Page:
February is usually the peak of the flu season, and clinics and hospitals are full of suffering patients. But this year is not the case.
Influenza has virtually disappeared from the United States and has been reported at much lower levels than has been seen in decades.
According to experts, the measures taken to fend off the coronavirus (masking, social distance, virtual education) were major factors in preventing the “cold” of influenza and COVID-19. They say that increasing the number of people vaccinated against the flu probably helped, as did the number of travelers decrease.
Another possible explanation: The coronavirus essentially sets aside the flu and other insects that are common in the fall and winter. Scientists don’t fully understand the mechanism behind it, but when it matches the pattern seen when certain flu strains dominate other strains, Arnold, a flu expert at the University of Michigan. Dr. Monto said.
As the flu season approaches, many are worried about both COVID-19 and the flu. Dr. Navya Mysore states that it is possible to infect respiratory viruses at the same time, emphasizing the importance of keeping a social distance, wearing a mask and washing hands properly.
“This is the worst flu season ever,” said Lynnette Brammer of the US Centers for Disease Control and Prevention, according to a surveillance system about 25 years ago.
Hospitals say that the normal stable flow of flu-affected patients has never been achieved.
“No cases of influenza have been recorded this winter,” said Dr. Natemic, head of the emergency department, at the main medical center in Portland, the state’s largest hospital.
Same as above in the capital of Oregon. No cases of influenza have been identified at outpatient respiratory clinics affiliated with Salem Hospital.
“It’s beautiful,” said Dr. Michel Rasmussen of the Health System.
Dr. Robert Redfield said Wednesday he wanted to clarify the previous quote given to the Washington Post. In his quote, Redfield said the second coronavirus wave was “more difficult” than “worse” when it occurred at the same time as the seasonal flu.
The number is surprising given that influenza has long been the country’s largest infectious disease threat. In recent years, 600,000 to 800,000 hospitalizations and 50,000 to 60,000 deaths have been accused annually.
Around the world, influenza activity is at very low levels in China, Europe, and elsewhere in the Northern Hemisphere. And it follows reports of influenza in South Africa, Australia and other countries during the Southern Hemisphere winter from May to August.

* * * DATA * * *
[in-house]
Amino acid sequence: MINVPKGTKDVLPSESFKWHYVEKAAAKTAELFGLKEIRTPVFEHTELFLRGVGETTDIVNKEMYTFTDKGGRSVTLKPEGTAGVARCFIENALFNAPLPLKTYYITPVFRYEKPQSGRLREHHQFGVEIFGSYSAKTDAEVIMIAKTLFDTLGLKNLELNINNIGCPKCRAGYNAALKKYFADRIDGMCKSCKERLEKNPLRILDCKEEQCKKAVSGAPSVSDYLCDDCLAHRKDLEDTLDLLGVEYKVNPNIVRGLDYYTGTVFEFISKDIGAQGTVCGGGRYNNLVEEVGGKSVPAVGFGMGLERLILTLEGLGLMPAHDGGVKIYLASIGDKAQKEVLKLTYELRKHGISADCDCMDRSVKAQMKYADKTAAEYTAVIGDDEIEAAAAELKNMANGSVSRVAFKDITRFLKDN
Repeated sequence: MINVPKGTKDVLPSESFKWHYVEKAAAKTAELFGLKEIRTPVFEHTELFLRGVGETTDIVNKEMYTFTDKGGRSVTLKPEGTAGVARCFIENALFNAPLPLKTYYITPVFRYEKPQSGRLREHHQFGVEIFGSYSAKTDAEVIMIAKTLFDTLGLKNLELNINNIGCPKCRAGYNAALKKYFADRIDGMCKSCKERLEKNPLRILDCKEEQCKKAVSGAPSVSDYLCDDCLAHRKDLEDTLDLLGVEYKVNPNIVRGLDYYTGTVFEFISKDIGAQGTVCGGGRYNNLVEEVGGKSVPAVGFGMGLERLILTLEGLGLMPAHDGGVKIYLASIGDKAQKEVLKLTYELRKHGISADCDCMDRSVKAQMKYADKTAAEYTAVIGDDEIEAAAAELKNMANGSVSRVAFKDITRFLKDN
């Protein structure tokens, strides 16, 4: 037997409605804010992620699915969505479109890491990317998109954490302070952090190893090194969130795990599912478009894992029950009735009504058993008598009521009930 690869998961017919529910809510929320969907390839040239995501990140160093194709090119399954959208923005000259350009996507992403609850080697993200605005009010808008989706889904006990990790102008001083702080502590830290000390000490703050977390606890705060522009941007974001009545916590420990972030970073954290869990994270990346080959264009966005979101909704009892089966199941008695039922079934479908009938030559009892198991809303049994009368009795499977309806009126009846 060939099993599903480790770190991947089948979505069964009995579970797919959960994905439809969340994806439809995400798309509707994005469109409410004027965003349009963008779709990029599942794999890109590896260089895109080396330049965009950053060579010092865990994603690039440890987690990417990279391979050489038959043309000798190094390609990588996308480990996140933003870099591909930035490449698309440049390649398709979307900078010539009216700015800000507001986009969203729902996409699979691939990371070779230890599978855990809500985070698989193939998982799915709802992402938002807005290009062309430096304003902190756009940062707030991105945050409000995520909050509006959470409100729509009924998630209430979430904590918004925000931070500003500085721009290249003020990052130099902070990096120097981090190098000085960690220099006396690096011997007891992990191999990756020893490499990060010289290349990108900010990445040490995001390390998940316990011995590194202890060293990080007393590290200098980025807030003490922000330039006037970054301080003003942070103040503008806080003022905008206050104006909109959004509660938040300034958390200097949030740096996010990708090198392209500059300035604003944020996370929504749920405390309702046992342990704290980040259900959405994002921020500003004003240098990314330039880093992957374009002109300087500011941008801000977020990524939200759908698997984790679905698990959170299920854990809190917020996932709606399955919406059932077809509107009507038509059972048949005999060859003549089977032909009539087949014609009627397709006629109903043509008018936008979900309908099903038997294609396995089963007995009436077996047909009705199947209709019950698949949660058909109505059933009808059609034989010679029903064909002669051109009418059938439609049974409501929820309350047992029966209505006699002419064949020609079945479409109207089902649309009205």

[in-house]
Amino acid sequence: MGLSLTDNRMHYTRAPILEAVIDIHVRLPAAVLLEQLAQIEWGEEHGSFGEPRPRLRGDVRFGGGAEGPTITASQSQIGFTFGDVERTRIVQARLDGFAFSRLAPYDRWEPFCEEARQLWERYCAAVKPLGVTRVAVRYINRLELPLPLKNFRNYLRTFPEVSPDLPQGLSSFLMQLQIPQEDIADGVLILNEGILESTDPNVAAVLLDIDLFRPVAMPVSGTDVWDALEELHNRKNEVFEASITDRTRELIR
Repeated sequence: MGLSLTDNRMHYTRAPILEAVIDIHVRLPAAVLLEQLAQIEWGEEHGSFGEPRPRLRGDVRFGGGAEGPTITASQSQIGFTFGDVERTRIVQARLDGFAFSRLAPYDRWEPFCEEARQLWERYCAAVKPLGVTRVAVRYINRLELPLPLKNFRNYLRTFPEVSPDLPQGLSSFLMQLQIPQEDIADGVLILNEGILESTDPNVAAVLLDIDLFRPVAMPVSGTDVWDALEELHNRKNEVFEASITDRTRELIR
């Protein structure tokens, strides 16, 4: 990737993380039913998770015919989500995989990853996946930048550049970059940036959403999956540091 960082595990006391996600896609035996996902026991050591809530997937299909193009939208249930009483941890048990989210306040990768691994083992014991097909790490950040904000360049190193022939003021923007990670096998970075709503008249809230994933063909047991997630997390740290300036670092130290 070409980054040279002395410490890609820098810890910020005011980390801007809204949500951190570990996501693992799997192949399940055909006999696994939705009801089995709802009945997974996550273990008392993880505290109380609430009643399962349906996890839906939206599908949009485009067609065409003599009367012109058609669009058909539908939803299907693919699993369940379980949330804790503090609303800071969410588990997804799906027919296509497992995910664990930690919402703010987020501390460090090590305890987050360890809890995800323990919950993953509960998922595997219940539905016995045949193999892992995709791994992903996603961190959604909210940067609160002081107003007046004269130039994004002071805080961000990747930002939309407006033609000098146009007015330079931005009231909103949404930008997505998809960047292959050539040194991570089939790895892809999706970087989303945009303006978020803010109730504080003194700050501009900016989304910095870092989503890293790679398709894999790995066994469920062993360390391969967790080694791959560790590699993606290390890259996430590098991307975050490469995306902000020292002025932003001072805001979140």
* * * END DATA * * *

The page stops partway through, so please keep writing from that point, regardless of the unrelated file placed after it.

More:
Of course, it’s not the same as the coronavirus, which killed more than 500,000 people in the United States. COVID-19 cases and deaths reached new heights in December and January, before they began to decline recently.
However, flu-related hospitalizations are only a small part of where they stand, even in the most mild seasons, said Brammer, who oversees the CDC’s tracking of the virus.
With the flu season coming and concerns about the growth of the coronavirus, NBC5 Lauren Petty visited Northwestern Hospital and spoke with Dr. Igor Coralnick. Koralnik will teach you the right way to clean your hands in 60 seconds.
Although it is difficult to quickly collect influenza death data for the entire US population, CDC personnel continue to count child deaths. One childhood flu death has been reported so far this season, compared to 92 reported at the same time last year’s flu season.
“Many parents will say that their children are as healthy this year as they used to be, because they aren’t swimming in the bacterial pools of school and day care as they were the previous year.” Mick said.
Some doctors even say they stopped sending samples for testing because they don’t think the flu is present. Nonetheless, many laboratories use a “multiplex test” developed by the CDC to check samples for both coronavirus and flu, Brammer said.
Over 190 million influenza vaccines have been distributed this season, but the low number of infections makes it difficult for the CDC to calculate the effectiveness of the vaccine each year. She said she simply didn’t have enough data.
It is also challenging the flu vaccine plan for next season. Such work usually begins with identifying the flu strains that are prevalent around the world and predicting which flu strains will prevail over the next year.
“But there aren’t many notable (flu) viruses,” Brammer said.
The Associated Press’s Department of Health Sciences is supported by the Department of Science Education at the Howard Hughes Medical Institute. AP is solely responsible for all content.
Influenza disappeared in the United States during a COVID-19 pandemic – NBC10 Philadelphia
Source link Influenza disappeared in the United States during a COVID-19 pandemic – NBC10 Philadelphia